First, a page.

While templates provide some guidance on the forms, loan types, and programs, more modern rules-based methods can create a highly effective manufacturing process based on the specific data points of each loan. Examples of these additional data points that can drive file requirements include property type (single-family, condo, or planned-unit development), borrower type (borrow, co-signor, accommodation mortgagor, or U.S. citizen/non-resident alien), automated underwriting system and other interface findings, income, and many more. Each of these can affect the workflow on the loan file, some requiring documentation that others do not, and much of it highly detailed. Property type, for example, can trigger homeowners association (HOA) monthly fees and covenants, but not on all single-families, and on most of the condos and PUDs. With rules firing elements of the workflow, processing knows to ask for information on these that not only are important to have in the file, but can impact basic eligibility criteria such as debt-to-income (DTI) ratio calculations.

More importantly, the rules-based approach can keep errors and defects from occurring, and this is not a trivial benefit. Experienced lenders understand that even a minor error can require significant resources to cure and can cost tens of thousands of dollars. Defects and errors can also:

Increase expenses by requiring a pool of resources to focus on cures that are not necessary when efficient and accurate processes are in place;

Become distractions for key managers and keep them from focusing on more productive objectives; and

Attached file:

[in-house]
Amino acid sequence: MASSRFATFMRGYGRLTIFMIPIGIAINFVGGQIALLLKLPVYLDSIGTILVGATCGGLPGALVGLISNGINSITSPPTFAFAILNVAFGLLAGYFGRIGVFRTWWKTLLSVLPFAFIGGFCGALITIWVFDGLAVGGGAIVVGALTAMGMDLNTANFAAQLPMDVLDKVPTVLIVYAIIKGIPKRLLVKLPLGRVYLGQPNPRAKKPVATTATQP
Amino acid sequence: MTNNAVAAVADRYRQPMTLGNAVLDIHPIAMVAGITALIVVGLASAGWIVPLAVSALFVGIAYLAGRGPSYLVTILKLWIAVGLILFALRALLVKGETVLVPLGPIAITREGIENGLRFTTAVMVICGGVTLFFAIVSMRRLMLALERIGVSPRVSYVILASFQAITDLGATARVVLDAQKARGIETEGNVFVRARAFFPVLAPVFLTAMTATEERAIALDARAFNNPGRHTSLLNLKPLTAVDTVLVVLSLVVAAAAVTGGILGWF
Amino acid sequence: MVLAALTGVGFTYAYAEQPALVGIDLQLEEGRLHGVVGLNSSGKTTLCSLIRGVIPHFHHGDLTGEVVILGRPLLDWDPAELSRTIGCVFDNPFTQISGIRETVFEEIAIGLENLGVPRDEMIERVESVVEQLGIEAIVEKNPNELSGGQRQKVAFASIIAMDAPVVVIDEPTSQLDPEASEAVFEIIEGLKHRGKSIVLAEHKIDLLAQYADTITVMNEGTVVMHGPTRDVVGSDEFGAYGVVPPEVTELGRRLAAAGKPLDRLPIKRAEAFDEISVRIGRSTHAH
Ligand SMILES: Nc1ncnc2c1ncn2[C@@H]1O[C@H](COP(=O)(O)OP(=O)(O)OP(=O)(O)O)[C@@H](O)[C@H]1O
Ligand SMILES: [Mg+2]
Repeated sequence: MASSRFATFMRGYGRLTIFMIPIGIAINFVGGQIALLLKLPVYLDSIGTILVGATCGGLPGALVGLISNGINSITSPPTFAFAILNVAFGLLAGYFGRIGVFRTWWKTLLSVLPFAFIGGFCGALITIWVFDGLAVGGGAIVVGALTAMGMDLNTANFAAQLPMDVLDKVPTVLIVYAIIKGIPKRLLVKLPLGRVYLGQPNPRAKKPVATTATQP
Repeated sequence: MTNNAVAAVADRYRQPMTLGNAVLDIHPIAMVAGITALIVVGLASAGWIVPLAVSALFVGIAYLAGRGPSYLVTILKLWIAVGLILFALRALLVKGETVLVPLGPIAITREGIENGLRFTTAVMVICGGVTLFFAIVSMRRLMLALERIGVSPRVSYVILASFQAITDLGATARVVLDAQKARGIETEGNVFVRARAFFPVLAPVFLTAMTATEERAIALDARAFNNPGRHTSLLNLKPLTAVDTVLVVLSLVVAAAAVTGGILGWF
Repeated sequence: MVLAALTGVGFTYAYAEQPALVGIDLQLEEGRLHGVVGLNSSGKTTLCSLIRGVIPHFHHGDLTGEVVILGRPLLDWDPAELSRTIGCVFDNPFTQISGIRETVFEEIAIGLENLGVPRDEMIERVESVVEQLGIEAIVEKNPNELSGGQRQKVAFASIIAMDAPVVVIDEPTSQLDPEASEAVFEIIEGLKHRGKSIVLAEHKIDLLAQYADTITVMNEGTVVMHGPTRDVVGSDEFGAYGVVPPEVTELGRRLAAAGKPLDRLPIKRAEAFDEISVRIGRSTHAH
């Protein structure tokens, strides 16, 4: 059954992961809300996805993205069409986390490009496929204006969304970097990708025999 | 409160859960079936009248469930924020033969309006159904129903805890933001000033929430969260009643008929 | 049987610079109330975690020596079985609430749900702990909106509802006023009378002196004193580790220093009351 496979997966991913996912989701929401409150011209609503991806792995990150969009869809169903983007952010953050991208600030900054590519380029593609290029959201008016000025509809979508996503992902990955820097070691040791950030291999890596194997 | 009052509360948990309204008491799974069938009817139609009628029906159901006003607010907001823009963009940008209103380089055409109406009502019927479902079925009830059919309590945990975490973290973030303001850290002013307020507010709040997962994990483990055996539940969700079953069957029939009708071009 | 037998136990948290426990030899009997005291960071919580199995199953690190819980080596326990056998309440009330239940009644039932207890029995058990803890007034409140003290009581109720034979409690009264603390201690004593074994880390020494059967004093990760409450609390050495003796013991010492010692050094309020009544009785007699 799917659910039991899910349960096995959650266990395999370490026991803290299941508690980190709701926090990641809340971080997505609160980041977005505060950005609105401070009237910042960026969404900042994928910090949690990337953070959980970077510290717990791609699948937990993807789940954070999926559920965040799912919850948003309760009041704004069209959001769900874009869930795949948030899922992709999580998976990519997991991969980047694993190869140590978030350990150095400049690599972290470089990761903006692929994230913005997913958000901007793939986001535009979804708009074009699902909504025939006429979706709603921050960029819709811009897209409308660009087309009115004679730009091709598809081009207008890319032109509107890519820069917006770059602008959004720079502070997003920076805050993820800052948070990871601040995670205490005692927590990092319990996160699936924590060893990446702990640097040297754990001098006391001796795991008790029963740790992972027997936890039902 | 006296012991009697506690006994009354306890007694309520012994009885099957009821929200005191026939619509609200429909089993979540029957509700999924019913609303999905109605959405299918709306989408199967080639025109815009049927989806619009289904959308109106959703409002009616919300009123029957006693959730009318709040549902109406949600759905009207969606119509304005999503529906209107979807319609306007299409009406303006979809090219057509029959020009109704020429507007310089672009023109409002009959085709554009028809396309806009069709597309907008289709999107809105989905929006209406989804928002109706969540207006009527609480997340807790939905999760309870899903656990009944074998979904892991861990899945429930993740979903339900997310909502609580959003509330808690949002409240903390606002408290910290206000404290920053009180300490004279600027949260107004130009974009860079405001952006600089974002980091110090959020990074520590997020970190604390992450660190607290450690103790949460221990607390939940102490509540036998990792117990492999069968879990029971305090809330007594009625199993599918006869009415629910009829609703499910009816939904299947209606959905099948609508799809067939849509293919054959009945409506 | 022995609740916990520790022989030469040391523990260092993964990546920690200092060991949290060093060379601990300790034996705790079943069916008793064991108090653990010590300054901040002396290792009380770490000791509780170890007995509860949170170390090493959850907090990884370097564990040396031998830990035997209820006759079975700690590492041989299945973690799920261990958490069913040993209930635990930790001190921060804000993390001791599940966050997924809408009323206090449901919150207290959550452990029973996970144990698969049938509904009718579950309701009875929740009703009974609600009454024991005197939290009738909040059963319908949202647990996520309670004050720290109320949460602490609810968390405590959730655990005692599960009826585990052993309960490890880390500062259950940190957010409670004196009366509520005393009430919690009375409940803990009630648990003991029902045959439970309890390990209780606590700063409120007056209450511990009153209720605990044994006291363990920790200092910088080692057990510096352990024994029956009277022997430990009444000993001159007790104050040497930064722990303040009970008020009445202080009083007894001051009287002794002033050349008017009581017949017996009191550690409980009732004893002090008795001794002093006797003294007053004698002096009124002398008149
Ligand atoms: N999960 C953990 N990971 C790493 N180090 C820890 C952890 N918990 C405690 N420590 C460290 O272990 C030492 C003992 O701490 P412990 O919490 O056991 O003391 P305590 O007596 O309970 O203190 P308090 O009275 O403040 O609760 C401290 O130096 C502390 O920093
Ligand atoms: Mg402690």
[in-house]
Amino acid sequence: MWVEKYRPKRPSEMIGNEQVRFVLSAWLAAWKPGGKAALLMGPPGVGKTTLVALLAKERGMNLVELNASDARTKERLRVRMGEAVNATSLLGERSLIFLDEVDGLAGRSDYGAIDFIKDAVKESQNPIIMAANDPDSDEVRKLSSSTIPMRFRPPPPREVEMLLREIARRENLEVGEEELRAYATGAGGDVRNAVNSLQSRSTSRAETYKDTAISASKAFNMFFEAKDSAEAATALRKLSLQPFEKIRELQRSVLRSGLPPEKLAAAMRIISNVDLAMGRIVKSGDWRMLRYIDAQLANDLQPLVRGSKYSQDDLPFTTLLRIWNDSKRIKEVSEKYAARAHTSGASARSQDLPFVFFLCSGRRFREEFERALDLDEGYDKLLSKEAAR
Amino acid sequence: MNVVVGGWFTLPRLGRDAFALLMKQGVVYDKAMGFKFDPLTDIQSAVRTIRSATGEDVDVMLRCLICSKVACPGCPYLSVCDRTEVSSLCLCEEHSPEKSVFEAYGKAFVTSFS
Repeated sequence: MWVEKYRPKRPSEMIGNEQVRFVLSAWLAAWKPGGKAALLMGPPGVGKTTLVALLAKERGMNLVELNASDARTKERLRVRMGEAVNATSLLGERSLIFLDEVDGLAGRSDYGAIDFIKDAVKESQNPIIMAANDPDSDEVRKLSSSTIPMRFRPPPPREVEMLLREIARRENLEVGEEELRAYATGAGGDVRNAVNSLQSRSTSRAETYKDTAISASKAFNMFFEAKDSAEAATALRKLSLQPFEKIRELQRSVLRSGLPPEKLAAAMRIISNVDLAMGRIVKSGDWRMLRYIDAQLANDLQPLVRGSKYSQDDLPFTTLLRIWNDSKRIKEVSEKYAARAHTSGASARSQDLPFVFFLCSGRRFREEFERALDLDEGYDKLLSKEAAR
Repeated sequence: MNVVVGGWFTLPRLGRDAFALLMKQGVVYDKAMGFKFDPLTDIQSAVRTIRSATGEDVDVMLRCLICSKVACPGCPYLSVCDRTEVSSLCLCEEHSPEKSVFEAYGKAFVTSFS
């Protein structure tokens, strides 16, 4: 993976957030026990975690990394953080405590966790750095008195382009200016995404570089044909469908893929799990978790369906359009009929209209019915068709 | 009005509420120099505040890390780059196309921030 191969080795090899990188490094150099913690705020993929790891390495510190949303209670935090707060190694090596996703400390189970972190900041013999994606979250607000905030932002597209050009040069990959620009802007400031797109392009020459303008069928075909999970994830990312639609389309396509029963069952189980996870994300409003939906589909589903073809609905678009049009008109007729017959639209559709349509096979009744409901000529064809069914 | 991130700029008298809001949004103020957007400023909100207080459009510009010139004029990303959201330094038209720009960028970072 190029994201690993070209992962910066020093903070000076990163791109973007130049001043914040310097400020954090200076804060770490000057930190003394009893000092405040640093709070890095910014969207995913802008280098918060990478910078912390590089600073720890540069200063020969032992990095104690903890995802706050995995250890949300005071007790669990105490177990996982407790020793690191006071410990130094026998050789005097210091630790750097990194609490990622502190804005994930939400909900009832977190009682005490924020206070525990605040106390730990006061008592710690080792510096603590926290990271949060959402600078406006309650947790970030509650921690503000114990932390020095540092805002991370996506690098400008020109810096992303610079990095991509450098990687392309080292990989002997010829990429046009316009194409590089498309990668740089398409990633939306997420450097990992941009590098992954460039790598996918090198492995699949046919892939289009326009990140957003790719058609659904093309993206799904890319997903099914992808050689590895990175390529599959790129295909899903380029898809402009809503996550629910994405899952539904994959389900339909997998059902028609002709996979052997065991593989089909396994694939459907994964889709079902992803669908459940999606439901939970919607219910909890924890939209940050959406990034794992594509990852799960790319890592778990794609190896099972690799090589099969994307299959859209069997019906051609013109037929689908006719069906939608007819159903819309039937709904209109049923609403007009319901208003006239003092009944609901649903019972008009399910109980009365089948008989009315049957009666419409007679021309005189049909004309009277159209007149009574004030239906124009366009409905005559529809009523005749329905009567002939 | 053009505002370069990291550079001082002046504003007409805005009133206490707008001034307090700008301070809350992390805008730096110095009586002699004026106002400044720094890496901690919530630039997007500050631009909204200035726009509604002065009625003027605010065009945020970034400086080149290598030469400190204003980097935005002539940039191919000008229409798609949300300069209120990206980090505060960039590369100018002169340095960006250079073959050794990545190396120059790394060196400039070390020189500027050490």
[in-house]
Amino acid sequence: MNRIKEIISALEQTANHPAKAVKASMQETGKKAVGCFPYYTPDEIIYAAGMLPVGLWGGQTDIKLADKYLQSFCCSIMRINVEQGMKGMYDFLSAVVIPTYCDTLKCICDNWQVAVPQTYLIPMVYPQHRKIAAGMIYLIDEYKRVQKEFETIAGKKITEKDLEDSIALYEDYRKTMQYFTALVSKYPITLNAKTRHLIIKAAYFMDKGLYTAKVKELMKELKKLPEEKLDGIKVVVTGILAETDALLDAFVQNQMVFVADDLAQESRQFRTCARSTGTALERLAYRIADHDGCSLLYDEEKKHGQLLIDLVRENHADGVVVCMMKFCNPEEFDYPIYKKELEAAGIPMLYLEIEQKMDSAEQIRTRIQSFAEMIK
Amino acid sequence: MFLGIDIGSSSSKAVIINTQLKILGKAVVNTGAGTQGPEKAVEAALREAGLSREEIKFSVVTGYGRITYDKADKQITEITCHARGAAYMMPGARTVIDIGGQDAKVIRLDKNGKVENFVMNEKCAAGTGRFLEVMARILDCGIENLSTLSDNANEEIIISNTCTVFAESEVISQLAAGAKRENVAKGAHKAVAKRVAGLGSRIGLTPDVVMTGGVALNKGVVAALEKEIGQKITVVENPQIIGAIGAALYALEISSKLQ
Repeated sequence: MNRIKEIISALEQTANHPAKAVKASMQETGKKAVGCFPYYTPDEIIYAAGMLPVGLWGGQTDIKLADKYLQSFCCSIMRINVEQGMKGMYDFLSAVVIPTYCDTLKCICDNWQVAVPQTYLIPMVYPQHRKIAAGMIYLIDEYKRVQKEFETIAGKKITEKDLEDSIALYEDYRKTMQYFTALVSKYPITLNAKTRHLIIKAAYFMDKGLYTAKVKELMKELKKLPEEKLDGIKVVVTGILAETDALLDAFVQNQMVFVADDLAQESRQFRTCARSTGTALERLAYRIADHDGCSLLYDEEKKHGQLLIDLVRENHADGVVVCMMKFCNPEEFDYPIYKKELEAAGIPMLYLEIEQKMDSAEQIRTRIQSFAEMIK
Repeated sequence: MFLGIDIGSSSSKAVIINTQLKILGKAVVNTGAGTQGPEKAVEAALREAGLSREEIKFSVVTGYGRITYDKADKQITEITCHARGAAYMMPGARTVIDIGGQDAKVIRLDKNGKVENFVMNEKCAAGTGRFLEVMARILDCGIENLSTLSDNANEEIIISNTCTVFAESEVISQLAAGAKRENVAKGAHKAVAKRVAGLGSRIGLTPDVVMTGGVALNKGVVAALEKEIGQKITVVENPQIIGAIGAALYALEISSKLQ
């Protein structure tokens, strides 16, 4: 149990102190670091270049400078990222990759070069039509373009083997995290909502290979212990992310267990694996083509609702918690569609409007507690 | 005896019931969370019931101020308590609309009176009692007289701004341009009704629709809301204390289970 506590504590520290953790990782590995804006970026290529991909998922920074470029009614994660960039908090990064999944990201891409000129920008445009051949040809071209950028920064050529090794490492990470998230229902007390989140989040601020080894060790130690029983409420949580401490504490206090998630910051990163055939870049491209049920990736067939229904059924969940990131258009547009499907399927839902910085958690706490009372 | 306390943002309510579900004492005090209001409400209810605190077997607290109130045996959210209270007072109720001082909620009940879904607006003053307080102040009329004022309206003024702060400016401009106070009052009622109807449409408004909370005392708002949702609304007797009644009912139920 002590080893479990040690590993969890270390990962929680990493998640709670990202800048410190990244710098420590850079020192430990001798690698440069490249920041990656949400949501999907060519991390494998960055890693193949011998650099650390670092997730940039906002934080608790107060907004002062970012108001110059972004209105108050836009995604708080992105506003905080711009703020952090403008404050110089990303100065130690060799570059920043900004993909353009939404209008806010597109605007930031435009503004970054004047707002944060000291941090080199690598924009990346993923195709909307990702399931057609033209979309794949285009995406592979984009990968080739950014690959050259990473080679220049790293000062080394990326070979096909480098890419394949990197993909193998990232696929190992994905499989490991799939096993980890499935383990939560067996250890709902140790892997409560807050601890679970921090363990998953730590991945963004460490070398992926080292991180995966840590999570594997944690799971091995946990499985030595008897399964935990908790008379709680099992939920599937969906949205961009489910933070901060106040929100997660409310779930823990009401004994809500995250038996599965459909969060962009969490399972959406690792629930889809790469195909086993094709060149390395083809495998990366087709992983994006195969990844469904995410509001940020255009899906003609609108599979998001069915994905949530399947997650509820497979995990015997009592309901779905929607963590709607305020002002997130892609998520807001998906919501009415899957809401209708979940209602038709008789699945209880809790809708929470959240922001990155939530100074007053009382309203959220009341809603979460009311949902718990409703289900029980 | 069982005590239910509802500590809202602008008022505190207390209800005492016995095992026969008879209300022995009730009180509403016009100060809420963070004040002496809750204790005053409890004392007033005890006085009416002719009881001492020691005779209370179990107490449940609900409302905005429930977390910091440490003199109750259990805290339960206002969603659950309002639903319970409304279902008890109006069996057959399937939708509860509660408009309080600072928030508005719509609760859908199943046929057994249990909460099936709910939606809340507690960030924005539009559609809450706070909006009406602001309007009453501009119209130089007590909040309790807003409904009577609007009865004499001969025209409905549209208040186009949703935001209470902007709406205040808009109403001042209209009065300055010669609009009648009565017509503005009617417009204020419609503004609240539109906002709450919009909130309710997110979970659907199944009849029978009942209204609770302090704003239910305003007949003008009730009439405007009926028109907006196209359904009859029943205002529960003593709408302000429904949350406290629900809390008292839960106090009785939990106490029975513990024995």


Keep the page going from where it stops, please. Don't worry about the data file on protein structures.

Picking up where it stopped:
Cut directly into profits. The costs to resolve these issues come straight out of net income, directly affecting a lender’s bottom line.

Superior Intellect, Piece By Piece

Rules-based LOS systems are highly customizable for each lender’s process model. They typically include presets for industry best practices, providing usability right “out of the box.” But tweaking them to fit your business can be surprisingly simple. Customizing a technology system generally makes managers think of IT specialists and software developers, but that is seldom the case with the best modern LOS software. Rules engines are designed for use by business-side subject matter experts rather than technology specialists.

Readily understood If/Then steps are enabled so that lender customization remains logical and nothing gets lost in translation. If dealing with a self-employed borrower, for example, then the standard best practices rules specifying tax returns are triggered, automatically listing them as a requirement during the interview process, and before taking the loan to underwriting. But what if a particular lender or investor has tighter tolerances for income from certain sources? The rules can be immediately modified for the specific range and set to fire if needed. Logic prevails and time is saved across the entire origination process.

In the broader view, rules-based systems provide:

More accurate file documentation right from the start of the loan process, enabling better service and fewer hours required to process each loan;

Quicker and more accurate generation of disclosures;

User restrictions based on employee roles that prohibit them from making changes to, approving, or funding a loan that could result in defects, providing an ongoing quality control safeguard;

More accurate loans delivered to the secondary market, resulting in a reduced number of staff hours to cure investor errors and omissions requirements;

Improved loan quality resulting in higher pull-through ratios and reduced secondary marketing revenue exceptions;

Reduced dependency on staff training and make new hire staff qualifications more manageable, as today’s best systems accurately present the right information to the right user at the right time;

Efficient systems that increase staff productivity, retention, and collaboration. When a predictable and accurate process is in place, all staffers have clearly defined responsibilities and the tracking of requirements can be transparent; and